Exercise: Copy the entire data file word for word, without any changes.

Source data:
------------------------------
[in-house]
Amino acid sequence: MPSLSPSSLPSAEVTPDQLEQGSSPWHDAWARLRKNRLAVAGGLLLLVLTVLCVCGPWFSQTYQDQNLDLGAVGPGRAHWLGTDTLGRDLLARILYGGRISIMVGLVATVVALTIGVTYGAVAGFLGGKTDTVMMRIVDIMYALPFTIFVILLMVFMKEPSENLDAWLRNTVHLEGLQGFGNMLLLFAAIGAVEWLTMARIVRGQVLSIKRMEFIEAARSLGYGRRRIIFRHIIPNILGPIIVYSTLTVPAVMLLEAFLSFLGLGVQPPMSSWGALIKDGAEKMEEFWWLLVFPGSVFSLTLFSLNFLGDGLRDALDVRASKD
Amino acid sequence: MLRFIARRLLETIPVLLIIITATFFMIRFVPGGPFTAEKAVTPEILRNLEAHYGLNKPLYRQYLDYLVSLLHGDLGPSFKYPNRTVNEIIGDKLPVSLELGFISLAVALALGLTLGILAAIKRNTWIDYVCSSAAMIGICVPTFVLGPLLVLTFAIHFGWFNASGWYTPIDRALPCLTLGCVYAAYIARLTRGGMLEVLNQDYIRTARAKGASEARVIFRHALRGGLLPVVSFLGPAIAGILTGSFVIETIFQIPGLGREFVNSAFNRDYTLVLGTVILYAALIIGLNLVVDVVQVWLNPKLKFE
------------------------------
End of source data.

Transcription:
[in-house]
Amino acid sequence: MPSLSPSSLPSAEVTPDQLEQGSSPWHDAWARLRKNRLAVAGGLLLLVLTVLCVCGPWFSQTYQDQNLDLGAVGPGRAHWLGTDTLGRDLLARILYGGRISIMVGLVATVVALTIGVTYGAVAGFLGGKTDTVMMRIVDIMYALPFTIFVILLMVFMKEPSENLDAWLRNTVHLEGLQGFGNMLLLFAAIGAVEWLTMARIVRGQVLSIKRMEFIEAARSLGYGRRRIIFRHIIPNILGPIIVYSTLTVPAVMLLEAFLSFLGLGVQPPMSSWGALIKDGAEKMEEFWWLLVFPGSVFSLTLFSLNFLGDGLRDALDVRASKD
Amino acid sequence: MLRFIARRLLETIPVLLIIITATFFMIRFVPGGPFTAEKAVTPEILRNLEAHYGLNKPLYRQYLDYLVSLLHGDLGPSFKYPNRTVNEIIGDKLPVSLELGFISLAVALALGLTLGILAAIKRNTWIDYVCSSAAMIGICVPTFVLGPLLVLTFAIHFGWFNASGWYTPIDRALPCLTLGCVYAAYIARLTRGGMLEVLNQDYIRTARAKGASEARVIFRHALRGGLLPVVSFLGPAIAGILTGSFVIETIFQIPGLGREFVNSAFNRDYTLVLGTVILYAALIIGLNLVVDVVQVWLNPKLKFE